"In 2020, everyone knew we just had to knuckle down and get through this new extraordinary thing that was suddenly upon us. Someone described it to me as a bit of sprint in some ways.
"We got through that, and I think over summer there was a sense of relief that we'd got through the year, but now we are in 2021 and we are still running. We are now in this marathon."
"People just want to know when it's going to feel normal again, and I totally understand that."
It is, however, a question she can't answer just now.
"We continue to be in an uncertain environment and we just don't know what Covid will do next.
"But I do see light at the end of the tunnel."
The next six months
Ardern will unveil more of her thinking on Thursday, along with a report on Reconnecting to the World, prepared by the Covid-19 Public Health Advisory Group chaired by David Skegg.
Ardern is keen not to overstate what she will outline on Thursday, saying it will mainly focus on the next six months.
"[The vaccines uptake] is what gives us the options. But once we have them, what does that enable us to do in the new year, and what do we need to do between now and then to prepare?"
Other countries, including Australia, have set out plans to open the borders with testing and vaccination requirements. In Australia, the border restrictions will ease and lockdowns will reduce once 70 per cent of the population is vaccinated, and further easing will come when it hits 80 per cent.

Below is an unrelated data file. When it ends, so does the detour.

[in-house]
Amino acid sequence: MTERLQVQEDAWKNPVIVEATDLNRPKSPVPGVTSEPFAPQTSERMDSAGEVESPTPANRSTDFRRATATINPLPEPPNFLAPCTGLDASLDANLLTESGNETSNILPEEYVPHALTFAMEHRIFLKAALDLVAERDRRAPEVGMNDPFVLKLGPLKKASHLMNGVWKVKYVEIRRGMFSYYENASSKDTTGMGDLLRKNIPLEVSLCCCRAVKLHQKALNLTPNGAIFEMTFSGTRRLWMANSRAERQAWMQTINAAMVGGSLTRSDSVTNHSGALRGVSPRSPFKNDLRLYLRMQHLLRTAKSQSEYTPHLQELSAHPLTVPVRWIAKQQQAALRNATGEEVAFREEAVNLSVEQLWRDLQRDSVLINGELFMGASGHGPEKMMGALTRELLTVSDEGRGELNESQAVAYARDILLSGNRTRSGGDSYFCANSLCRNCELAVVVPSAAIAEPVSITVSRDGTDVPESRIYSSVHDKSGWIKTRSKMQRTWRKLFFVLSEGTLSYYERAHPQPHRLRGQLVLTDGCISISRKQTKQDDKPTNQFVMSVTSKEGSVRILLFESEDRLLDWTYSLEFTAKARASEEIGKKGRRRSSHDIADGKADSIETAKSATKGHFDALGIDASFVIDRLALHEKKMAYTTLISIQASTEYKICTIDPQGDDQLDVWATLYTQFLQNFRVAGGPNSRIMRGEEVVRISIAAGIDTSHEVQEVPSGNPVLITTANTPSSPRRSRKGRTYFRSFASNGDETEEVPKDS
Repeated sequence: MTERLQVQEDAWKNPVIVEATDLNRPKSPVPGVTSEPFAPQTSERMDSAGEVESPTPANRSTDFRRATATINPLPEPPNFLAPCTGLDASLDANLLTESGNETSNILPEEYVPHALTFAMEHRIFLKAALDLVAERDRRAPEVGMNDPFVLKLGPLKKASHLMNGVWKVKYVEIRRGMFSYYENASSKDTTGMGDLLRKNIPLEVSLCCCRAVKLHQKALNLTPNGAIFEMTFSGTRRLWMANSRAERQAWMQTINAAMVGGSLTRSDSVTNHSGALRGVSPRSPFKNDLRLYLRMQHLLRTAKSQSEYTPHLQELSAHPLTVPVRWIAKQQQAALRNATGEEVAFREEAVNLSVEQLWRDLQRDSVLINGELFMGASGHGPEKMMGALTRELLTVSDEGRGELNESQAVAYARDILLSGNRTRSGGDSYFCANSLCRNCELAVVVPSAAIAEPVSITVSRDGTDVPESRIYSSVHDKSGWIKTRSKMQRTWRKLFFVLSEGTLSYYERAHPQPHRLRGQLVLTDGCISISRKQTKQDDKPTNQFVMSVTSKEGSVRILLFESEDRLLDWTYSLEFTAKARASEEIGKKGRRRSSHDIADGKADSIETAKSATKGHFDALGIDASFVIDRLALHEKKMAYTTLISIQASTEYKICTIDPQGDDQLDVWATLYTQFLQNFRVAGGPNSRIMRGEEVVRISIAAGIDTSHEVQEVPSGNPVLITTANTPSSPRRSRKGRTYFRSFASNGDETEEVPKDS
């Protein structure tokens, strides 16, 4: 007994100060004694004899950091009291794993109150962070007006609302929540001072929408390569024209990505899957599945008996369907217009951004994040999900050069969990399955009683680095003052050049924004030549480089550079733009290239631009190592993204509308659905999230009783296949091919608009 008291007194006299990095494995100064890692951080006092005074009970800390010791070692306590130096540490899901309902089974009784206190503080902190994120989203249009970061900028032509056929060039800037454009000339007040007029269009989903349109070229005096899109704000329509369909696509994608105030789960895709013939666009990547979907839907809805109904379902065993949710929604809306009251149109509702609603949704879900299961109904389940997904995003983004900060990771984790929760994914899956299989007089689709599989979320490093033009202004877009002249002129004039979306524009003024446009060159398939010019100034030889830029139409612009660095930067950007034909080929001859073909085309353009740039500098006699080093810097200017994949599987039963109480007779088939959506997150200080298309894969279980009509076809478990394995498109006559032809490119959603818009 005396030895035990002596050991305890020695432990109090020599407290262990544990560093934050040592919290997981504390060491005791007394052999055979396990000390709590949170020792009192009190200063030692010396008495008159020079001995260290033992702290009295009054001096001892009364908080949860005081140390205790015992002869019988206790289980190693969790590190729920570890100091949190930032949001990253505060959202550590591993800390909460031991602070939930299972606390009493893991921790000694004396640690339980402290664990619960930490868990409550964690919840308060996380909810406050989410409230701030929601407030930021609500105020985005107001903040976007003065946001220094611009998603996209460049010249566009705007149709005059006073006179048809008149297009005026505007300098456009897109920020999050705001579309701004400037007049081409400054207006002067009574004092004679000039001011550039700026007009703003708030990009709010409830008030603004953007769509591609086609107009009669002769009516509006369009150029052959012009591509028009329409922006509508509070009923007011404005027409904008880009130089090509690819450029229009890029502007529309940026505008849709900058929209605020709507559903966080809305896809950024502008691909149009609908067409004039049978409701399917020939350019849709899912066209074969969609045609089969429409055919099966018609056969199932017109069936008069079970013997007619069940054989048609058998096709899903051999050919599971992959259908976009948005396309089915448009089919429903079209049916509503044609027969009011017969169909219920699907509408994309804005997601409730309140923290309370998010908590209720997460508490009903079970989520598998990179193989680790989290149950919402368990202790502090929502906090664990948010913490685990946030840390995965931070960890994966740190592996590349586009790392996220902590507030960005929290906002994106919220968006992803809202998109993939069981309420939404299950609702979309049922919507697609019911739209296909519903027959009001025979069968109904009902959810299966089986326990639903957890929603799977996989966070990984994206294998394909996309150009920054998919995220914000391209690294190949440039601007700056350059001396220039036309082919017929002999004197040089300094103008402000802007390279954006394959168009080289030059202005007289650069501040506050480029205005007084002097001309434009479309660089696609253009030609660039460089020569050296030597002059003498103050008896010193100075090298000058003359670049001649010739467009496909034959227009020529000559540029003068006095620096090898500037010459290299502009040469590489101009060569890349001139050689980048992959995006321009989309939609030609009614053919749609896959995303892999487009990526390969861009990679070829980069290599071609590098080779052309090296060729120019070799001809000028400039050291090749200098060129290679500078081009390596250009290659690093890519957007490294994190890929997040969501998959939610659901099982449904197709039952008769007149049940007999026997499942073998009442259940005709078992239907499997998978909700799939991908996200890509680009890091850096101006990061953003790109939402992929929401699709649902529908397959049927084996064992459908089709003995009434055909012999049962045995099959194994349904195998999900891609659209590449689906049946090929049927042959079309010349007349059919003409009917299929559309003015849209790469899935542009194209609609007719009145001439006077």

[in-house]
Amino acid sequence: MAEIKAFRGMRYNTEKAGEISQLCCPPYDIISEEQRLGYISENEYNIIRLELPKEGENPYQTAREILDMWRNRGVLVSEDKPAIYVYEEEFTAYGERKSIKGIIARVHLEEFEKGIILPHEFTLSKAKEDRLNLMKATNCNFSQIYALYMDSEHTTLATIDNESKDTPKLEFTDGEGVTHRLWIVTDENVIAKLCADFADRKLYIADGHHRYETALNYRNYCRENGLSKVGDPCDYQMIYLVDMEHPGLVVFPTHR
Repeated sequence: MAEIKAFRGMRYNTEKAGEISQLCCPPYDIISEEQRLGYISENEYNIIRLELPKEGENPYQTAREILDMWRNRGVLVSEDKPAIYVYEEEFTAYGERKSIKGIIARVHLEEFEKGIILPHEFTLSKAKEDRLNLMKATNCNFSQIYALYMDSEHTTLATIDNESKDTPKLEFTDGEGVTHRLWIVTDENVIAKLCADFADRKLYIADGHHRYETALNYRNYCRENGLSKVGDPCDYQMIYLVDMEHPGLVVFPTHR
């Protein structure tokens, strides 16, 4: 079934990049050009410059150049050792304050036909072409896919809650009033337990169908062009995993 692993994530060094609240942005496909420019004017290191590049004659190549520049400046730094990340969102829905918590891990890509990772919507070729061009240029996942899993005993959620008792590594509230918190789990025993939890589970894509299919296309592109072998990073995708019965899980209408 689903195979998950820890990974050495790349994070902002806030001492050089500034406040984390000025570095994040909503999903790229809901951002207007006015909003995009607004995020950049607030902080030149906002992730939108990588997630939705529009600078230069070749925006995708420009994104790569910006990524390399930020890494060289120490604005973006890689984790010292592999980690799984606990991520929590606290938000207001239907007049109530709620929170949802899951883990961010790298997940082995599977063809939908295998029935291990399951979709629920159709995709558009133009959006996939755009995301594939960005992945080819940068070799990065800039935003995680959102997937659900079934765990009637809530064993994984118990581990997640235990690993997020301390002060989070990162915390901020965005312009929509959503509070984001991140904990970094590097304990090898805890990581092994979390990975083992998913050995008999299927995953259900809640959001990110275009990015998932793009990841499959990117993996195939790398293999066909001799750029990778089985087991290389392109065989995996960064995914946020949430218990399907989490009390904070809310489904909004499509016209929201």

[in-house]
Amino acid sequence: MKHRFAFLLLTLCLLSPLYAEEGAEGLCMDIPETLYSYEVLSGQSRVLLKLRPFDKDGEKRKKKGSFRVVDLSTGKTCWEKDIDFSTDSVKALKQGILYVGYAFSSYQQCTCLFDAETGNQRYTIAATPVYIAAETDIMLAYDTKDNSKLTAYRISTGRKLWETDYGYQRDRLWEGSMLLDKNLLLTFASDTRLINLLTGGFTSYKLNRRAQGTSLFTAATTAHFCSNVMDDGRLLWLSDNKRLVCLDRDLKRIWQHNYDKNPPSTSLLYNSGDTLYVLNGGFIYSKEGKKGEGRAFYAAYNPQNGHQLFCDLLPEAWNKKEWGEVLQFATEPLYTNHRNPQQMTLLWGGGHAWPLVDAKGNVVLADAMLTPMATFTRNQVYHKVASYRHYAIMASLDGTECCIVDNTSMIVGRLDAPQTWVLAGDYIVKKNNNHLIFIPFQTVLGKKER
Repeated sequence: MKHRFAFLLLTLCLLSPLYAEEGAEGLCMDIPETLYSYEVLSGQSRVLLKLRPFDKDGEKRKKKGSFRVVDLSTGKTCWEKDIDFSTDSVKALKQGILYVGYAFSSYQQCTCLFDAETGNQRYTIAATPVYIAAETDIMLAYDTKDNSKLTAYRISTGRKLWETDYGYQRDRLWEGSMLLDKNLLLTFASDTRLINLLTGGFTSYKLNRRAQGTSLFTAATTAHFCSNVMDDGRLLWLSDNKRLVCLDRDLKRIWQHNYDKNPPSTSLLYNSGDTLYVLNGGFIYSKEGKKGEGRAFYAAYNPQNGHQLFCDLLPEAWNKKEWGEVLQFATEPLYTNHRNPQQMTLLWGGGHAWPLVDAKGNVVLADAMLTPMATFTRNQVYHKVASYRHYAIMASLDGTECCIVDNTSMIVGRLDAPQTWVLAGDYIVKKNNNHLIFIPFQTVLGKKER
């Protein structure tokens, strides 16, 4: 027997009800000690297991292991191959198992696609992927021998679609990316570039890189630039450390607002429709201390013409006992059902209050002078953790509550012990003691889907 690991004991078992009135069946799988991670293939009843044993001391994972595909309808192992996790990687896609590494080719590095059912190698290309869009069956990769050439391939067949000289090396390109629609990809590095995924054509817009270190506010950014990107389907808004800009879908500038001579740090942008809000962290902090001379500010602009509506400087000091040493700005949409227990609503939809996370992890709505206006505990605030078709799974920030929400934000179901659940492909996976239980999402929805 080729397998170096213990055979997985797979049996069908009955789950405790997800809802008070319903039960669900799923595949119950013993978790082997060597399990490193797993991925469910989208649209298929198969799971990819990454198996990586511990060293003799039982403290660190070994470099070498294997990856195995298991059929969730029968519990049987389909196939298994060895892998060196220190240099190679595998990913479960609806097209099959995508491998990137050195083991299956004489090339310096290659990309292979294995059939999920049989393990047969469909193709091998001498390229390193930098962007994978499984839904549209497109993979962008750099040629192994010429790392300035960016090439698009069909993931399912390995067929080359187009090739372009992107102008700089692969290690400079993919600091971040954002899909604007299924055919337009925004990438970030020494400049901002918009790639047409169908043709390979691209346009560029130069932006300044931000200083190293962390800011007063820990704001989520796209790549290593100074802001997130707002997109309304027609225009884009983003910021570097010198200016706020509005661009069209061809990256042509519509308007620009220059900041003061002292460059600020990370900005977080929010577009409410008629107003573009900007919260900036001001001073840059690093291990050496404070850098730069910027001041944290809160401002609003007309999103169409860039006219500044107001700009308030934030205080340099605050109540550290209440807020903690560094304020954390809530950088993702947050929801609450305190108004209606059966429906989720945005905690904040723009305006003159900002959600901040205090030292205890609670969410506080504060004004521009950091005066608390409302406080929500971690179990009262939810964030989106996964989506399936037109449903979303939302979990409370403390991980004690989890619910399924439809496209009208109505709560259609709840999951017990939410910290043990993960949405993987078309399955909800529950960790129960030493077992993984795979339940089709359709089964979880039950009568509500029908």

However, Ardern is reluctant to specify a threshold of vaccinations at which she considers it would be safe to start opening up.
Ardern said she was concerned that setting a target would mean people would decide they could leave it to others to get to the threshold.
"Ultimately we need as many people as possible to be vaccinated."
Cabinet is also yet to decide whether or not to allow teenagers to get vaccinated after Medsafe gave approval for teenagers to be vaccinated with the Pfizer jab.
Ardern said that was expected soon, but there was no real urgency given that young people would be at the end of the queue. However, she said it would help boost the overall vaccination rate.
And getting back some form of normality will rely on high vaccination rates.
It would reduce the need to use hard lockdowns, and Ardern said that was one of the most disruptive elements in Covid-19.
It would also allow a move on the border. Ardern said it was likely extra health requirements would apply at the borders for a long time to come, as happened with extra security measures after the September 11, 2001, attacks on New York.
Those changes would soon seem normal – the challenge was in making them as streamlined as possible.